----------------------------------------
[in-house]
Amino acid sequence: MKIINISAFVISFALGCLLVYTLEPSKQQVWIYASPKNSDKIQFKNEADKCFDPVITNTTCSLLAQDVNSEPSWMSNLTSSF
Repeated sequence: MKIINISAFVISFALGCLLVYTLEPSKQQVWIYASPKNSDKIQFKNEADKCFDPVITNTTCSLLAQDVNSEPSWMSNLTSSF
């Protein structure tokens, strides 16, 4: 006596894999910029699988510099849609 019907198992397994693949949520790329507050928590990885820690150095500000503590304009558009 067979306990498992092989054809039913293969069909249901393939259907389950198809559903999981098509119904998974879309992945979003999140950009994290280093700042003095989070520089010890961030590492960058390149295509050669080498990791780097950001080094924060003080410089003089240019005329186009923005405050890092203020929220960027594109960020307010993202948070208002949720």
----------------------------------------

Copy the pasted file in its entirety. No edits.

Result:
[in-house]
Amino acid sequence: MKIINISAFVISFALGCLLVYTLEPSKQQVWIYASPKNSDKIQFKNEADKCFDPVITNTTCSLLAQDVNSEPSWMSNLTSSF
Repeated sequence: MKIINISAFVISFALGCLLVYTLEPSKQQVWIYASPKNSDKIQFKNEADKCFDPVITNTTCSLLAQDVNSEPSWMSNLTSSF
């Protein structure tokens, strides 16, 4: 006596894999910029699988510099849609 019907198992397994693949949520790329507050928590990885820690150095500000503590304009558009 067979306990498992092989054809039913293969069909249901393939259907389950198809559903999981098509119904998974879309992945979003999140950009994290280093700042003095989070520089010890961030590492960058390149295509050669080498990791780097950001080094924060003080410089003089240019005329186009923005405050890092203020929220960027594109960020307010993202948070208002949720």